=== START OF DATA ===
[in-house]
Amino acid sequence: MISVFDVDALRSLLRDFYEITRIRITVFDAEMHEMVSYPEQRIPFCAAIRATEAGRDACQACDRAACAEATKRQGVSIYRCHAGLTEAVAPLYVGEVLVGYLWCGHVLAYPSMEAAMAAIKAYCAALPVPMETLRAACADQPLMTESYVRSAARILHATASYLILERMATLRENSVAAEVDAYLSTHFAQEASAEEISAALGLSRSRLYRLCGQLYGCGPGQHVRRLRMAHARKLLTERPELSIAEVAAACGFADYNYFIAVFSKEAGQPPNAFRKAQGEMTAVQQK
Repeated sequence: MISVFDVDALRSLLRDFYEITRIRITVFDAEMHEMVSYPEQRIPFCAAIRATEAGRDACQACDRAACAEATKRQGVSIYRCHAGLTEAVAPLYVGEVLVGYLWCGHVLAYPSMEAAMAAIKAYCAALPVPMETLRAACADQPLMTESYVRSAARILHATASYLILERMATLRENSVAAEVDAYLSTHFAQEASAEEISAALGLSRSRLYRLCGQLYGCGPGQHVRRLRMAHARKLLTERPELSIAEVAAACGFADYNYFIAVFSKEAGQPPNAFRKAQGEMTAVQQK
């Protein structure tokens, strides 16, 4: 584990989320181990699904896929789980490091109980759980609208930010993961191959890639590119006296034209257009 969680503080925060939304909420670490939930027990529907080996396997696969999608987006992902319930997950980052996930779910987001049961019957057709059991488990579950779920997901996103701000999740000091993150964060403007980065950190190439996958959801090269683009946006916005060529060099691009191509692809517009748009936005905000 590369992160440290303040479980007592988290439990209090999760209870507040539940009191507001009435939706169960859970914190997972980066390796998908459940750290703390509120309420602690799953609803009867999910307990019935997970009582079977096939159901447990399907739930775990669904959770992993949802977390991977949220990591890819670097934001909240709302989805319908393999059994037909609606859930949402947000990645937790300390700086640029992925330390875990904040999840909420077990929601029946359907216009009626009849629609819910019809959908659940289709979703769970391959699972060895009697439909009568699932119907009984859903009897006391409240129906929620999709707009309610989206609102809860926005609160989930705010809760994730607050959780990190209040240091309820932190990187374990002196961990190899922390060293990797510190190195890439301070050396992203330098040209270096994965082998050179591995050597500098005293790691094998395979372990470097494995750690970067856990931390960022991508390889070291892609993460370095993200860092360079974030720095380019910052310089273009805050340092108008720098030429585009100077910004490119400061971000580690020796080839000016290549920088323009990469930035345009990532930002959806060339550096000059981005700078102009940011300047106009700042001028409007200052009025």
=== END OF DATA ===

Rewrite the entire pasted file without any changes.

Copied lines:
[in-house]
Amino acid sequence: MISVFDVDALRSLLRDFYEITRIRITVFDAEMHEMVSYPEQRIPFCAAIRATEAGRDACQACDRAACAEATKRQGVSIYRCHAGLTEAVAPLYVGEVLVGYLWCGHVLAYPSMEAAMAAIKAYCAALPVPMETLRAACADQPLMTESYVRSAARILHATASYLILERMATLRENSVAAEVDAYLSTHFAQEASAEEISAALGLSRSRLYRLCGQLYGCGPGQHVRRLRMAHARKLLTERPELSIAEVAAACGFADYNYFIAVFSKEAGQPPNAFRKAQGEMTAVQQK
Repeated sequence: MISVFDVDALRSLLRDFYEITRIRITVFDAEMHEMVSYPEQRIPFCAAIRATEAGRDACQACDRAACAEATKRQGVSIYRCHAGLTEAVAPLYVGEVLVGYLWCGHVLAYPSMEAAMAAIKAYCAALPVPMETLRAACADQPLMTESYVRSAARILHATASYLILERMATLRENSVAAEVDAYLSTHFAQEASAEEISAALGLSRSRLYRLCGQLYGCGPGQHVRRLRMAHARKLLTERPELSIAEVAAACGFADYNYFIAVFSKEAGQPPNAFRKAQGEMTAVQQK
């Protein structure tokens, strides 16, 4: 584990989320181990699904896929789980490091109980759980609208930010993961191959890639590119006296034209257009 969680503080925060939304909420670490939930027990529907080996396997696969999608987006992902319930997950980052996930779910987001049961019957057709059991488990579950779920997901996103701000999740000091993150964060403007980065950190190439996958959801090269683009946006916005060529060099691009191509692809517009748009936005905000 590369992160440290303040479980007592988290439990209090999760209870507040539940009191507001009435939706169960859970914190997972980066390796998908459940750290703390509120309420602690799953609803009867999910307990019935997970009582079977096939159901447990399907739930775990669904959770992993949802977390991977949220990591890819670097934001909240709302989805319908393999059994037909609606859930949402947000990645937790300390700086640029992925330390875990904040999840909420077990929601029946359907216009009626009849629609819910019809959908659940289709979703769970391959699972060895009697439909009568699932119907009984859903009897006391409240129906929620999709707009309610989206609102809860926005609160989930705010809760994730607050959780990190209040240091309820932190990187374990002196961990190899922390060293990797510190190195890439301070050396992203330098040209270096994965082998050179591995050597500098005293790691094998395979372990470097494995750690970067856990931390960022991508390889070291892609993460370095993200860092360079974030720095380019910052310089273009805050340092108008720098030429585009100077910004490119400061971000580690020796080839000016290549920088323009990469930035345009990532930002959806060339550096000059981005700078102009940011300047106009700042001028409007200052009025």